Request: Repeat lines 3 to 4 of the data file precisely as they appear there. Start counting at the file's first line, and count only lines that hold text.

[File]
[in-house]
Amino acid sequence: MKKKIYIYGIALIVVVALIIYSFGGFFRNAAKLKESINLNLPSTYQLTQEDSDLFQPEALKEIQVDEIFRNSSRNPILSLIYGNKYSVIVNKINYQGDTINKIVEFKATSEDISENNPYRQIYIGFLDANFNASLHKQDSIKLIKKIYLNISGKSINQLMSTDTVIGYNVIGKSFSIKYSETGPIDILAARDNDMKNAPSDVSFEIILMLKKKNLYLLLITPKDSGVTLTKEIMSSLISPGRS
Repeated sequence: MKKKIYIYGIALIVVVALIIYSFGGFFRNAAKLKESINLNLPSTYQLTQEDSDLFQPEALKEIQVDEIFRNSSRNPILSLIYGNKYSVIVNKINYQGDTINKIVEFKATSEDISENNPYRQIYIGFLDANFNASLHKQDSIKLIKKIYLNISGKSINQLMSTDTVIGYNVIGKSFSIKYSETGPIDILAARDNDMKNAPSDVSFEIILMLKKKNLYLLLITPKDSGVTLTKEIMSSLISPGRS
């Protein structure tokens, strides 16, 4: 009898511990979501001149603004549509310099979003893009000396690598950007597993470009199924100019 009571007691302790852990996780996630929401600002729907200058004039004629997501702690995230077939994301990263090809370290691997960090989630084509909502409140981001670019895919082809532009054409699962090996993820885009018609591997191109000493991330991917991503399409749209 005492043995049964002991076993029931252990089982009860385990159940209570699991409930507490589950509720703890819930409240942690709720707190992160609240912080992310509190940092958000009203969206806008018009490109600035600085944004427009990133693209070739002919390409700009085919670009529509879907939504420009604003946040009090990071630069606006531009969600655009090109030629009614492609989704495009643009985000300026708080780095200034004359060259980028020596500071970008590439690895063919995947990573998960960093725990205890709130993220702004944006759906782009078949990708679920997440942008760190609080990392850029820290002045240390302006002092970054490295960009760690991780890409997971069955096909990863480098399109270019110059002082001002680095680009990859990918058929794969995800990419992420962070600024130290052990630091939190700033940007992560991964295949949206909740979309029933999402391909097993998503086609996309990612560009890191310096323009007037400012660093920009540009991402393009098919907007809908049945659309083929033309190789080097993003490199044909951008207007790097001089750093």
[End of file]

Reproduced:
Repeated sequence: MKKKIYIYGIALIVVVALIIYSFGGFFRNAAKLKESINLNLPSTYQLTQEDSDLFQPEALKEIQVDEIFRNSSRNPILSLIYGNKYSVIVNKINYQGDTINKIVEFKATSEDISENNPYRQIYIGFLDANFNASLHKQDSIKLIKKIYLNISGKSINQLMSTDTVIGYNVIGKSFSIKYSETGPIDILAARDNDMKNAPSDVSFEIILMLKKKNLYLLLITPKDSGVTLTKEIMSSLISPGRS
């Protein structure tokens, strides 16, 4: 009898511990979501001149603004549509310099979003893009000396690598950007597993470009199924100019 009571007691302790852990996780996630929401600002729907200058004039004629997501702690995230077939994301990263090809370290691997960090989630084509909502409140981001670019895919082809532009054409699962090996993820885009018609591997191109000493991330991917991503399409749209 005492043995049964002991076993029931252990089982009860385990159940209570699991409930507490589950509720703890819930409240942690709720707190992160609240912080992310509190940092958000009203969206806008018009490109600035600085944004427009990133693209070739002919390409700009085919670009529509879907939504420009604003946040009090990071630069606006531009969600655009090109030629009614492609989704495009643009985000300026708080780095200034004359060259980028020596500071970008590439690895063919995947990573998960960093725990205890709130993220702004944006759906782009078949990708679920997440942008760190609080990392850029820290002045240390302006002092970054490295960009760690991780890409997971069955096909990863480098399109270019110059002082001002680095680009990859990918058929794969995800990419992420962070600024130290052990630091939190700033940007992560991964295949949206909740979309029933999402391909097993998503086609996309990612560009890191310096323009007037400012660093920009540009991402393009098919907007809908049945659309083929033309190789080097993003490199044909951008207007790097001089750093």